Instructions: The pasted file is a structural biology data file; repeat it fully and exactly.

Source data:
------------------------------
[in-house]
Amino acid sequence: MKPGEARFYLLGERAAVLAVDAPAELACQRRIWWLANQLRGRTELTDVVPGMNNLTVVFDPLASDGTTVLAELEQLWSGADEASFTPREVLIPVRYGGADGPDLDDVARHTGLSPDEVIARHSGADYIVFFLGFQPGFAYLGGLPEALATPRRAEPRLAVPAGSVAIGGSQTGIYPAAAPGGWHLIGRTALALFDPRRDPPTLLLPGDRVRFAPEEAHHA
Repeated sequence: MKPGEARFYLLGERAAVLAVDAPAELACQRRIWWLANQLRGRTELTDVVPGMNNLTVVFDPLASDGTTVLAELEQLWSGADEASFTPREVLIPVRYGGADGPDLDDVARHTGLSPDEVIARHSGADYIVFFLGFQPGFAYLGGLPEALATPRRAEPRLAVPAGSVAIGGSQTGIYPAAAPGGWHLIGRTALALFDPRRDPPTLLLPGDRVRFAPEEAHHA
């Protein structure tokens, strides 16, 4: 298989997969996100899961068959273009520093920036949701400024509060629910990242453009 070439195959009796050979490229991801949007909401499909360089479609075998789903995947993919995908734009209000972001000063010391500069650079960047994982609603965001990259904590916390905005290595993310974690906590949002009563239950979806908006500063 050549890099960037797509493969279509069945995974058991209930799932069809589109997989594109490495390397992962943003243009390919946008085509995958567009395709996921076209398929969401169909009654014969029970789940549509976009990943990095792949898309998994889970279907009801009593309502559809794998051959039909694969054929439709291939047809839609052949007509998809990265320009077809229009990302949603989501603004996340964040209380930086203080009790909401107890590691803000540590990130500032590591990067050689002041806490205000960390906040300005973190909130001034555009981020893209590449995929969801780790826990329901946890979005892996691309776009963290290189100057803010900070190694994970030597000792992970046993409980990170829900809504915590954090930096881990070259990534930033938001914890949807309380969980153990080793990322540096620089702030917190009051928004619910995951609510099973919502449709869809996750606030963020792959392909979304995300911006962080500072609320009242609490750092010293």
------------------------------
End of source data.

[in-house]
Amino acid sequence: MKPGEARFYLLGERAAVLAVDAPAELACQRRIWWLANQLRGRTELTDVVPGMNNLTVVFDPLASDGTTVLAELEQLWSGADEASFTPREVLIPVRYGGADGPDLDDVARHTGLSPDEVIARHSGADYIVFFLGFQPGFAYLGGLPEALATPRRAEPRLAVPAGSVAIGGSQTGIYPAAAPGGWHLIGRTALALFDPRRDPPTLLLPGDRVRFAPEEAHHA
Repeated sequence: MKPGEARFYLLGERAAVLAVDAPAELACQRRIWWLANQLRGRTELTDVVPGMNNLTVVFDPLASDGTTVLAELEQLWSGADEASFTPREVLIPVRYGGADGPDLDDVARHTGLSPDEVIARHSGADYIVFFLGFQPGFAYLGGLPEALATPRRAEPRLAVPAGSVAIGGSQTGIYPAAAPGGWHLIGRTALALFDPRRDPPTLLLPGDRVRFAPEEAHHA
């Protein structure tokens, strides 16, 4: 298989997969996100899961068959273009520093920036949701400024509060629910990242453009 070439195959009796050979490229991801949007909401499909360089479609075998789903995947993919995908734009209000972001000063010391500069650079960047994982609603965001990259904590916390905005290595993310974690906590949002009563239950979806908006500063 050549890099960037797509493969279509069945995974058991209930799932069809589109997989594109490495390397992962943003243009390919946008085509995958567009395709996921076209398929969401169909009654014969029970789940549509976009990943990095792949898309998994889970279907009801009593309502559809794998051959039909694969054929439709291939047809839609052949007509998809990265320009077809229009990302949603989501603004996340964040209380930086203080009790909401107890590691803000540590990130500032590591990067050689002041806490205000960390906040300005973190909130001034555009981020893209590449995929969801780790826990329901946890979005892996691309776009963290290189100057803010900070190694994970030597000792992970046993409980990170829900809504915590954090930096881990070259990534930033938001914890949807309380969980153990080793990322540096620089702030917190009051928004619910995951609510099973919502449709869809996750606030963020792959392909979304995300911006962080500072609320009242609490750092010293």